“Lean in”. If you haven’t heard this (slightly dated) popular catchphrase by now, it means to grab opportunities and embrace them without hesitation.
While the phrase typically applies to women shattering ceilings in the workplace, what if I flipped the script and challenged you to “lean in” to your children — to embrace them without hesitation?
Hear me out.
There are too many children who feel like their parents don’t accept them, understand them, or appreciate them for who they actually are. These children grow up to be adults who still, on various levels, feel the same lack of acceptance.
The lack of acceptance can be subtle or loud. It’s wishing your child wasn’t so shy in public. It’s wishing your child had more academic gifts or talents. It’s wishing your child wasn’t dressing or living outside of social norms. It’s wishing your child had different interests or personality traits. It’s wishing your child had different sexual preferences or views. It’s wishing your child could just be like everyone else — or just like a miniature you.
What if I challenged you to “lean in” to the child right in front of you — your perfectly, wonderfully unique little human. Forget about your personal desires or wishes; forget about what you imagined they would be like at this age. Forget it all and lean in. I believe it’s the greatest gift we can give our children. It’s complete acceptance, and then some — acceptance, appreciation, and value. It’s looking our children in the eyes and saying, “I see you and honor you for who you are. I value your unique gifts and I’m proud.”
Don’t tell your shy or introverted child that she needs to talk more or socialize with friends more. Maybe she’s happy with more solitude and downtime. Maybe she likes to write or create in a peaceful environment. Find ways to join her and connect.
Don’t push your son to play football because it’s something you love and played in your younger years. He might prefer individual sports like swimming, and that’s OK — and he might not like sports at all. That’s okay, too. Maybe he likes art. Encourage that and embrace it. Celebrate his artwork and ask questions about it. Find ways to do art together.
Maybe your child has a neurodevelopmental difference like ADHD or autism. Your child might think and experience the world a little differently from you. Get into that world with your child, and embrace all of the unique characteristics your child has. Don’t expect them to act or think like you or their neurotypical peers.
Don’t belittle your child’s interests just because they’re not the same as yours. Being interested in makeup, alternative clothing, computers, gaming, art, animation — whatever it is — it means something to your child, so it has value. Encourage their interests and show excitement about them. You never know, that might be the interest that leads them to a future hobby or career!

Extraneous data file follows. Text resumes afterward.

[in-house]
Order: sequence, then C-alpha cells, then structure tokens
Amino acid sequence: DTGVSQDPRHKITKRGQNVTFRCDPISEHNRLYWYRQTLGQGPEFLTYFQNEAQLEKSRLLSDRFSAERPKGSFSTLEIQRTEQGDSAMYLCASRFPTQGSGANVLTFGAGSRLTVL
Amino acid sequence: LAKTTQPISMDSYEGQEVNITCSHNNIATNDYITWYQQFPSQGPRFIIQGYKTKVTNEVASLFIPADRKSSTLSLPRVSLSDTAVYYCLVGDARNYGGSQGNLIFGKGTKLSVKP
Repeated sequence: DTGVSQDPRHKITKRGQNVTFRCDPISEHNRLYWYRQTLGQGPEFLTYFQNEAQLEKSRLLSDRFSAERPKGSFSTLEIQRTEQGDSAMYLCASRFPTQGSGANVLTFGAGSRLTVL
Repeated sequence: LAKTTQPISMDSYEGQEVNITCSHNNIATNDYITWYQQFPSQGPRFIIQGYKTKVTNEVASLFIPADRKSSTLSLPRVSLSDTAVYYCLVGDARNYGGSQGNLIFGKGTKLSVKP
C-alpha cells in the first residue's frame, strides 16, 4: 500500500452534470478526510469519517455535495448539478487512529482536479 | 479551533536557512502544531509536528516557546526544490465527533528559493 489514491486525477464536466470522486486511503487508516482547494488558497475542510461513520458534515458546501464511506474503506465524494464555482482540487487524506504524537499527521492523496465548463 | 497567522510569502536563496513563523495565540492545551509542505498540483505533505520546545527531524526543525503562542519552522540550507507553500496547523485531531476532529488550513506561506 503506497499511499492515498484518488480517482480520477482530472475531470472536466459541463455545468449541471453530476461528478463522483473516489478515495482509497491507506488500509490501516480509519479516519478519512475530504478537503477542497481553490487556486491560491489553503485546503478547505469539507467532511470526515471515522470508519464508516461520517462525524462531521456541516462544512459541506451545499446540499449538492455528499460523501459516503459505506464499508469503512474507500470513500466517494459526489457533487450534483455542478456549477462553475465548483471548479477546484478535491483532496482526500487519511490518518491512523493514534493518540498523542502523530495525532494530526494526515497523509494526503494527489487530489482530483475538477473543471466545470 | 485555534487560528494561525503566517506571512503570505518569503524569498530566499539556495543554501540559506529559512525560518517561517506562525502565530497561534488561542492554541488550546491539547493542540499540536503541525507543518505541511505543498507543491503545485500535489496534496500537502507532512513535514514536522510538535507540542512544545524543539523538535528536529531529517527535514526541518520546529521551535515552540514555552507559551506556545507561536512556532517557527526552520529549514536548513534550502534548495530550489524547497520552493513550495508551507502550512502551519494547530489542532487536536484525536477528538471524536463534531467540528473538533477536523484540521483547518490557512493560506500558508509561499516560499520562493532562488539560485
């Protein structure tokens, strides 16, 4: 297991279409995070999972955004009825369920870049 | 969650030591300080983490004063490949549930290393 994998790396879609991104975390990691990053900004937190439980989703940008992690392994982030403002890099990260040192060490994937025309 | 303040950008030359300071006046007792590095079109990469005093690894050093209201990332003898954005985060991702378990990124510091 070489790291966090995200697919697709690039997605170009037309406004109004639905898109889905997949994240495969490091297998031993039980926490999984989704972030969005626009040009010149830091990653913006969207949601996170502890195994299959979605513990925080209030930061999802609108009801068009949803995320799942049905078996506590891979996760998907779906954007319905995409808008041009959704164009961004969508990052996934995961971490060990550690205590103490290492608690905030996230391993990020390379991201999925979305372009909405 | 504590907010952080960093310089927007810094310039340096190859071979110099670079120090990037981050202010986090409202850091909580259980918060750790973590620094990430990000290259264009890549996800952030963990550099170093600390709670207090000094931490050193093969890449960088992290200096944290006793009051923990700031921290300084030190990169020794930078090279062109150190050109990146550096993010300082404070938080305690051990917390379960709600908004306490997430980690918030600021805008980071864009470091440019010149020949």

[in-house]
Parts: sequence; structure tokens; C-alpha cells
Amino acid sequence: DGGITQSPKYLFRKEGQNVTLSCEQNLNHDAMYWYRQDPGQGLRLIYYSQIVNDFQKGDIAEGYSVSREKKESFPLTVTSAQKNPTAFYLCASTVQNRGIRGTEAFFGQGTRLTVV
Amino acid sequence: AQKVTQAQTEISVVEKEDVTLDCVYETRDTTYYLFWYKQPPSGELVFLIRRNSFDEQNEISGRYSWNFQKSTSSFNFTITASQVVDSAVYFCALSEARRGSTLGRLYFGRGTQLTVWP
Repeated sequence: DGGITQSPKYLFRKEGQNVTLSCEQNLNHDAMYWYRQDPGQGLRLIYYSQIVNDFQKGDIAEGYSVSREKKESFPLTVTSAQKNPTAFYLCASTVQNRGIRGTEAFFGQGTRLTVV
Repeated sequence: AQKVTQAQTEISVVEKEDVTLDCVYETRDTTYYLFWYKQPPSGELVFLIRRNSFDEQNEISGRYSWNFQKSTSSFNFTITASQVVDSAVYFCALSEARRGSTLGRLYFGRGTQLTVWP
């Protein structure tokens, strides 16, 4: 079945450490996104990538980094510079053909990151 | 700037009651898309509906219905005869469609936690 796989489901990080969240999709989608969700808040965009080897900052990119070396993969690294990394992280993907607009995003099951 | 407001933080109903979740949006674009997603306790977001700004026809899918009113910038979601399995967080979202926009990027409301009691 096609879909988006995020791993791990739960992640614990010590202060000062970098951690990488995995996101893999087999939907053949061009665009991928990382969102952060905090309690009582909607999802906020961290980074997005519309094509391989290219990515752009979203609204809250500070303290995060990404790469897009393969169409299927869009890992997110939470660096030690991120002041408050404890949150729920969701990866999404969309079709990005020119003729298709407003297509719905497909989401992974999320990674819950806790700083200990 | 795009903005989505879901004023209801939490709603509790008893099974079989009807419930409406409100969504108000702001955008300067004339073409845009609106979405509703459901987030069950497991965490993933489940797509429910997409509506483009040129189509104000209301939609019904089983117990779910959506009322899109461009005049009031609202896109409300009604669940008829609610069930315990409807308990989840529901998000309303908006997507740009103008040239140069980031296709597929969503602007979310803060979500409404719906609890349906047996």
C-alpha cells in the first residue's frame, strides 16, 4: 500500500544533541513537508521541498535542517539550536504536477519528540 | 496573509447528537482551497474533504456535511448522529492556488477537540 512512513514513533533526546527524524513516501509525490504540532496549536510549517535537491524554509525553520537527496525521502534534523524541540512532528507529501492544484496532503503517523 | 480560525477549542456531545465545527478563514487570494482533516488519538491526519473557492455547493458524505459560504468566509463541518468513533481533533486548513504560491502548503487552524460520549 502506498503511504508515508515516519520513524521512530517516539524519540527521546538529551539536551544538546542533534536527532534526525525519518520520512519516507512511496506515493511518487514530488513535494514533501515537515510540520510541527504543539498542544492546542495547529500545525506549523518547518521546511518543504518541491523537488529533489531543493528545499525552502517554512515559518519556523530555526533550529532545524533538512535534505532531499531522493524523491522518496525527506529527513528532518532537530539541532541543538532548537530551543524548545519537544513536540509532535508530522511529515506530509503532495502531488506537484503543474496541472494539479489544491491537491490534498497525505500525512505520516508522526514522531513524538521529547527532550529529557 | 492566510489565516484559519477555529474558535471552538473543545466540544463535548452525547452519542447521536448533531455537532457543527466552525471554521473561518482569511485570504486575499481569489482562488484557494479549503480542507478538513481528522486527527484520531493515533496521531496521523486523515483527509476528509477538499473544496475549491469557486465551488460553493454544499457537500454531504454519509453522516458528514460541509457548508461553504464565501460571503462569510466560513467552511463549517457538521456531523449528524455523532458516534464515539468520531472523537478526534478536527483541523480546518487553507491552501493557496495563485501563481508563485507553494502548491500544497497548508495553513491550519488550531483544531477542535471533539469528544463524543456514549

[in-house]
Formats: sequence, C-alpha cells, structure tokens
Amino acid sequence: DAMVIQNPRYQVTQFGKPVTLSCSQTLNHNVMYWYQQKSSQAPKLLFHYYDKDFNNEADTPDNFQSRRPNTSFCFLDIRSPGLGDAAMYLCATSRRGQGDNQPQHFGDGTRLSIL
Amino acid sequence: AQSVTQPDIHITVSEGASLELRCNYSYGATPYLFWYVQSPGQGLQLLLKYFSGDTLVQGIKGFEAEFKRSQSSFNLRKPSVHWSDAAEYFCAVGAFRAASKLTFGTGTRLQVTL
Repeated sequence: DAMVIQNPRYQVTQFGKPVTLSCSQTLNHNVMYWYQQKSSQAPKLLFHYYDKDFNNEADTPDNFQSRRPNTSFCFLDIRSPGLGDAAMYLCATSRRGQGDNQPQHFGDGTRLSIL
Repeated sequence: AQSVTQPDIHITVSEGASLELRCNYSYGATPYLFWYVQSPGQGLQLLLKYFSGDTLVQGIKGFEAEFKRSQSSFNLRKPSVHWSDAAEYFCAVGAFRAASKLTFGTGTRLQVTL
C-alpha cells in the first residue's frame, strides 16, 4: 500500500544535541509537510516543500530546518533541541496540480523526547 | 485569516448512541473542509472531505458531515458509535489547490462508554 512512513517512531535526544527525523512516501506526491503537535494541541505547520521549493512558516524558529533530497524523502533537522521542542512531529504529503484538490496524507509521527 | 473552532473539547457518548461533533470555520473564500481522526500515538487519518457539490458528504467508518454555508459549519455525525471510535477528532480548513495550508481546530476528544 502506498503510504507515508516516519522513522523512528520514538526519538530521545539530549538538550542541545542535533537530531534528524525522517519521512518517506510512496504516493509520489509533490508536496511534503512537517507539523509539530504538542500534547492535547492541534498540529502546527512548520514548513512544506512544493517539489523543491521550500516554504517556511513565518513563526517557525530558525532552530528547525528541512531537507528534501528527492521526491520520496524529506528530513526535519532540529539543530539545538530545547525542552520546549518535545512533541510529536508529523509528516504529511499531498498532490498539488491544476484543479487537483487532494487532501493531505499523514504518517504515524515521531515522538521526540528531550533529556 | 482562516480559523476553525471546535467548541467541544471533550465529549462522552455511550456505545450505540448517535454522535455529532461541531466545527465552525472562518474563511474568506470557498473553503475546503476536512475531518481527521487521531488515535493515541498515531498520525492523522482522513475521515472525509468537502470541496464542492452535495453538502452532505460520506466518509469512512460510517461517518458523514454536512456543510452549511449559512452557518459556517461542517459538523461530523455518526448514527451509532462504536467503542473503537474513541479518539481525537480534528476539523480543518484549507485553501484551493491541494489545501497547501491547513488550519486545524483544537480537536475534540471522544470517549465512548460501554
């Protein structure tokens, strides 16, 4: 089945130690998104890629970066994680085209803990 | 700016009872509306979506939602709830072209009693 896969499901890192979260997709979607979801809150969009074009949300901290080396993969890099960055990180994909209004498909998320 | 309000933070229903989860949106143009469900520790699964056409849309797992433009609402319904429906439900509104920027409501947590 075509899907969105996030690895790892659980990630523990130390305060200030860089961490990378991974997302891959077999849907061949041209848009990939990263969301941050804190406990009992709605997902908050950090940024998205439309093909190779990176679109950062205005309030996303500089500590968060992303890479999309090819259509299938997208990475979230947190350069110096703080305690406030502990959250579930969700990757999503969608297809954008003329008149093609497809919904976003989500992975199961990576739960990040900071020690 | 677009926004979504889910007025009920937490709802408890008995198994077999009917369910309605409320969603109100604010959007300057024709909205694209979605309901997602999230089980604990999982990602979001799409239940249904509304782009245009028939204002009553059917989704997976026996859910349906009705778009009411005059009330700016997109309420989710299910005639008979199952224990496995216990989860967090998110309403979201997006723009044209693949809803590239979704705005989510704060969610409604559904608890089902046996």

Maybe your child dresses in a unique way. Maybe she is more assertive and bold than you are. Maybe he is someone who lives in his head, deep in thought. Think about the ways these traits can be strengths now and in the future and find the good in them.
“Embrace the unique way your child is blooming–even if it’s not in the garden you imagined.” –Unknown
I lean in to my children fully each day, and I give them the power to be exactly who they are. Having a neurodivergent child has changed my perspective and outlook on so very much. My son is completely, unapologetically exactly who he wants to be. I can’t imagine wishing for him to be any different, because since leaning in, I’ve discovered how truly incredible he is. I’ve tuned out any “noise” that wants me to believe he should be anything other than himself. He loves reading, writing books, art, history, and geography — and I lean into all of these things. I made a joke the other day about how people always ask me what sports my son likes. My response? “He doesn’t. He likes to write his own dictionaries.” I don’t care that he doesn’t show an interest in sports or some other typical 6-year-old boy “things.” I not only accept him, but I fully embrace him.
Likewise, my 3-year-old daughter is developing a personality that is also all her own — sassy, sweet, empathetic, and headstrong with a love of pretty clothes and animals. I lean into my kids because I love them but also because they, and all children, deserve unconditional acceptance from their parents. Your children are not you, not your spouse, not their peers. They deserve for you to “lean in” and love them for exactly the unique beings they are.
So, I challenge you: “lean in” to your child, ask more about their interests, as silly or uninteresting as they might seem to you. Listen, engage, and show them your genuine support and pride. Embrace the way they are blooming, even if it’s not in the garden you imagined.